With SeaWiFS, NASA is leading an international collaboration of researchers. More than 300 scientists representing 35 countries have already registered to use the data. Thirty-eight ground stations spread over 18 countries will receive data from the spacecraft.

NASA also has developed a software package called the SeaWiFS Data Analysis System (SeaDAS) for scientists worldwide to process the data. More than 150 scientists have already been to Goddard to learn how to use this package. Another 79 scientists from 11 countries are signed up for SeaDAS training at the Center this fall.

The SeaWIFS instrument is aboard a commercially built and operated satellite called OrbView 2, owned by Orbital Sciences Corp., Dulles, VA. OrbView 2 was launched at 3 p.m. EDT Aug. 1, 1997, from Vandenberg Air Force Base, CA, aboard an Orbital Pegasus XL launch vehicle. The SeaWiFS mission is unlike many other NASA missions. NASA's SeaWiFS Project described the data they wanted to purchase without giving specific requirements for the spacecraft itself.

"It's a whole new way of doing business," said SeaWiFS Project Manager Dr. Mary Cleave.

The SeaWiFS instrument was built by Hughes/Santa Barbara Remote Sensing, Santa Barbara, CA, and is the only scientific payload on the SeaStar spacecraft, developed by Orbital Sciences Corp. NASA is buying the data and is providing it to researchers throughout the world.

SeaWiFS is a follow-on sensor to the Coastal Zone Color Scanner (CZCS), which operated aboard NASA's Nimbus-7 satellite from 1978-1986 and proved that satellite sensors could detect ocean-color from space. SeaWiFS improves on CZCS by providing global coverage every 48 hours, giving a more accurate determination of phytoplankton concentration.

Images from SeaWiFs are available from the World Wide Web.

The SeaWiFS program supports NASA's Mission to Planet Earth enterprise, a long-term coordinated research effort to study the Earth as a global system and the effects of natural and human- induced changes on the global environment. Using the unique perspective available from space, NASA is observing, monitoring and assessing large-scale environmental processes focusing on climate change.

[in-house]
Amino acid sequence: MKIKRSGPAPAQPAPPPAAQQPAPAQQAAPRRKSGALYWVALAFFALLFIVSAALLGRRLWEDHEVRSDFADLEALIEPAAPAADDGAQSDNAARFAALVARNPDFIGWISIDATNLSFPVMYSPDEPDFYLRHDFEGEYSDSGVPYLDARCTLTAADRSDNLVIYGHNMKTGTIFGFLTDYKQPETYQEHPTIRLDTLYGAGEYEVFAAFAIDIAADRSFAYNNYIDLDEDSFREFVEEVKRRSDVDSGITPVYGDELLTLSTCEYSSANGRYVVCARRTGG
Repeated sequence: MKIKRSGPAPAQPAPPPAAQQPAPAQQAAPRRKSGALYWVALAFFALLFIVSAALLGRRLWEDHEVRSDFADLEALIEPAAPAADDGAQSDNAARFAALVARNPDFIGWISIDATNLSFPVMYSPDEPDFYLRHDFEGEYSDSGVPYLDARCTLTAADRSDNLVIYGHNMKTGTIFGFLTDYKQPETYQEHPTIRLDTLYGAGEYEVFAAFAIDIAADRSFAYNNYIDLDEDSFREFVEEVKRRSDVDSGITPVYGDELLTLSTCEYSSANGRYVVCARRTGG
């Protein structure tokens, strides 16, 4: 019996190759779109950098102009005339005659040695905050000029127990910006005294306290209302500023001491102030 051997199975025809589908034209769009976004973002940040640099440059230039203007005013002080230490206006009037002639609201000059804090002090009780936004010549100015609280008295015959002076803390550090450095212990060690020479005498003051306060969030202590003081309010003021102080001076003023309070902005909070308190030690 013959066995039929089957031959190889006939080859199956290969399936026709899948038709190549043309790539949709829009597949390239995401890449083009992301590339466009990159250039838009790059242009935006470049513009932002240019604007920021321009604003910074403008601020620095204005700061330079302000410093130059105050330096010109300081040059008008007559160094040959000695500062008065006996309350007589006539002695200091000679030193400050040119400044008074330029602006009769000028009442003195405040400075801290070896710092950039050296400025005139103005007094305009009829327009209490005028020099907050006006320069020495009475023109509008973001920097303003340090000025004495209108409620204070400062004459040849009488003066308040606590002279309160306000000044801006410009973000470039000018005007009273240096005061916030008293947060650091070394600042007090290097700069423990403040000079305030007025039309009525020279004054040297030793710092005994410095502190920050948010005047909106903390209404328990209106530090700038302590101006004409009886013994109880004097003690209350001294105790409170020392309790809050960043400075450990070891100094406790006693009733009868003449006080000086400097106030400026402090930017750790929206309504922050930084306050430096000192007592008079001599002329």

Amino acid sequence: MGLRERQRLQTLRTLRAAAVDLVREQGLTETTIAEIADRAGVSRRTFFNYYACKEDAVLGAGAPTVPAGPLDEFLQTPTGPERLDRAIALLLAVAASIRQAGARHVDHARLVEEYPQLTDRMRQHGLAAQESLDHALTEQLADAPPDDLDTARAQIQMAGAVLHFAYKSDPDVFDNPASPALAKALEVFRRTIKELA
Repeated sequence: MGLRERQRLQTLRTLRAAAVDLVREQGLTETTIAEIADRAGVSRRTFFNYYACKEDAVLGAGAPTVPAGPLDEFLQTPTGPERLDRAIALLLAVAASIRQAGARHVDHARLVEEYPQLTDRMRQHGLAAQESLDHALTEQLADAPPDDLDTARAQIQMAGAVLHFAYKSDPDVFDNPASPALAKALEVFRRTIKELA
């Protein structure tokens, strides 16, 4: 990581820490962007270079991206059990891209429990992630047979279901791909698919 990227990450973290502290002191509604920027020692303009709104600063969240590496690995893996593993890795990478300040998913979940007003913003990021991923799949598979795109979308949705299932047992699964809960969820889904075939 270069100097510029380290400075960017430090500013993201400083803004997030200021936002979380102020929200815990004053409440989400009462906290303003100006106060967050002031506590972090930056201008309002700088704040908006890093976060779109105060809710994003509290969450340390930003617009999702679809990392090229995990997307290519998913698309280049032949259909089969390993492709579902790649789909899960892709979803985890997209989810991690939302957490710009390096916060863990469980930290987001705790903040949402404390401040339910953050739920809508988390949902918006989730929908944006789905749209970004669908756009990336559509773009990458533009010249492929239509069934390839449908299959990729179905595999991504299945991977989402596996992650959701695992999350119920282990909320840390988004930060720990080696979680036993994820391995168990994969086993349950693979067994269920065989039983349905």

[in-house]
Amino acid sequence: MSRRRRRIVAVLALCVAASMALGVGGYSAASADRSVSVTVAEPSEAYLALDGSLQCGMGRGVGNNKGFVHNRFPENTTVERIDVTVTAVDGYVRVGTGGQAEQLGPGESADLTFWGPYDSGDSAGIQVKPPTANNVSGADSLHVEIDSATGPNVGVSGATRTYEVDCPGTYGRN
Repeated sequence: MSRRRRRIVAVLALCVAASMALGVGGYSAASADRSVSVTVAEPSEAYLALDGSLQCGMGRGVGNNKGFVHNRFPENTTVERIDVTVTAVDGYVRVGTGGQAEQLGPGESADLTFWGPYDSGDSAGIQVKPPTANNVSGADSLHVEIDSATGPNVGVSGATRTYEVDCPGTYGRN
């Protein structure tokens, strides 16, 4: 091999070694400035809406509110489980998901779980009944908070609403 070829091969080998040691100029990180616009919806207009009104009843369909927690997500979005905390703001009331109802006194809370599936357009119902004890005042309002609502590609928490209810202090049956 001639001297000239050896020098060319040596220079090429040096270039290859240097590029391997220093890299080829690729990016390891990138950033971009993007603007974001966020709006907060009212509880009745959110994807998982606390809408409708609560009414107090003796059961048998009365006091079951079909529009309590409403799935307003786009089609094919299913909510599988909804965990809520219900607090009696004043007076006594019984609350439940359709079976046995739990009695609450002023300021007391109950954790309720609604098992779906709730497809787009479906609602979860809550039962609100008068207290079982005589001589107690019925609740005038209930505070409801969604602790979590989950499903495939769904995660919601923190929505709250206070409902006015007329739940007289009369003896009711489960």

NASA Headquarters, Washington, DC
Goddard Space Flight Center, Greenbelt, MD

July 29, 1997


The launch of the Sea-viewing Wide Field-of-View Sensor (SeaWiFS), onboard the Orbital Sciences Corporation (OSC), Dulles, VA, SeaStar spacecraft, is scheduled for Aug. 1, 1997, from Vandenberg Air Force Base, CA. The launch window opens at 4:17 p.m. EDT (1:17 p.m. PDT), with a ten-minute window available.

The SeaWiFS project is part of NASA's Mission to Planet Earth Enterprise, a long-term, coordinated research effort to study the Earth as a global system. Using the unique perspective available from space, NASA is observing, monitoring and assessing large-scale environmental processes, such as the oceans' productivity, focusing on climate change. In line with Mission to Planet Earth's commercial strategy, government-industry partnerships such as SeaStar provide NASA with needed data and may lead to practical commercial data use such as the development of fishing maps and estimation of crop yields for farmers and commodities markets.

"We're looking forward to this upcoming launch," said Dr. Mary Cleave, SeaWiFS Project Manager, at NASA's Goddard Space Flight Center, Greenbelt, MD. "The data from SeaWiFS will be of great benefit to our understanding of global carbon cycling."